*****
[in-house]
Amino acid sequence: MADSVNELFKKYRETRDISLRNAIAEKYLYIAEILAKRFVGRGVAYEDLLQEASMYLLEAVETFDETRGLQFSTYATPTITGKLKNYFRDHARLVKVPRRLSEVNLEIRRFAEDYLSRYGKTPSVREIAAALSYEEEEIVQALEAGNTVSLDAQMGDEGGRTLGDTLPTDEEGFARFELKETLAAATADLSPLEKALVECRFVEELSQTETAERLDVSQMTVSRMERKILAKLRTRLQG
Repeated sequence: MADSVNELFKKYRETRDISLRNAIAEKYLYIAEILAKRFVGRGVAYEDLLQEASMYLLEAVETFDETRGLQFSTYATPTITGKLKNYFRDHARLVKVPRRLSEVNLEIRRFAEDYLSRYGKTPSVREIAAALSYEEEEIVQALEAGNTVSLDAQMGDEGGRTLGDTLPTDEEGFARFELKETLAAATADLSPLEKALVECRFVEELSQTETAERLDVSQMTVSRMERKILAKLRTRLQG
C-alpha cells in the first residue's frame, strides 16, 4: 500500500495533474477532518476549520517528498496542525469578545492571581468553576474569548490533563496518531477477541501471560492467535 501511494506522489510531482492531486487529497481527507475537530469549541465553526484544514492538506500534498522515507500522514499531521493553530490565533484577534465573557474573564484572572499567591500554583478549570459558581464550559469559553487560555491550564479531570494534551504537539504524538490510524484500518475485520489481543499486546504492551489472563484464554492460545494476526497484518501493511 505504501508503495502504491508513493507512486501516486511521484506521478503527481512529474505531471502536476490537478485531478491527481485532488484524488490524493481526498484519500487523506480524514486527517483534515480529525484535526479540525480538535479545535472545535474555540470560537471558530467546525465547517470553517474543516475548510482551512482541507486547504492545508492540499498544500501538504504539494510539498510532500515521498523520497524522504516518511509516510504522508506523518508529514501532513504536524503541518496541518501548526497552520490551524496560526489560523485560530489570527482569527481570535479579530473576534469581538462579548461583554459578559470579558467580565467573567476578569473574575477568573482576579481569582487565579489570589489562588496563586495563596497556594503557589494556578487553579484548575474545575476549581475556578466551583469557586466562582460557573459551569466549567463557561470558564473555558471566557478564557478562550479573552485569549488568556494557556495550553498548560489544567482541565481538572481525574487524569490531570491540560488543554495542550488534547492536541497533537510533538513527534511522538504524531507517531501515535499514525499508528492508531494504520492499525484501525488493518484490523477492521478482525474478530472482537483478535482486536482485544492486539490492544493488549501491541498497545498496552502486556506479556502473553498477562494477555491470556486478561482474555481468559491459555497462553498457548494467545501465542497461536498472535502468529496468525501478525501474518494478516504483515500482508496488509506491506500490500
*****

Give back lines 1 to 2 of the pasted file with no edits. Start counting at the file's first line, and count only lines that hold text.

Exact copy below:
[in-house]
Amino acid sequence: MADSVNELFKKYRETRDISLRNAIAEKYLYIAEILAKRFVGRGVAYEDLLQEASMYLLEAVETFDETRGLQFSTYATPTITGKLKNYFRDHARLVKVPRRLSEVNLEIRRFAEDYLSRYGKTPSVREIAAALSYEEEEIVQALEAGNTVSLDAQMGDEGGRTLGDTLPTDEEGFARFELKETLAAATADLSPLEKALVECRFVEELSQTETAERLDVSQMTVSRMERKILAKLRTRLQG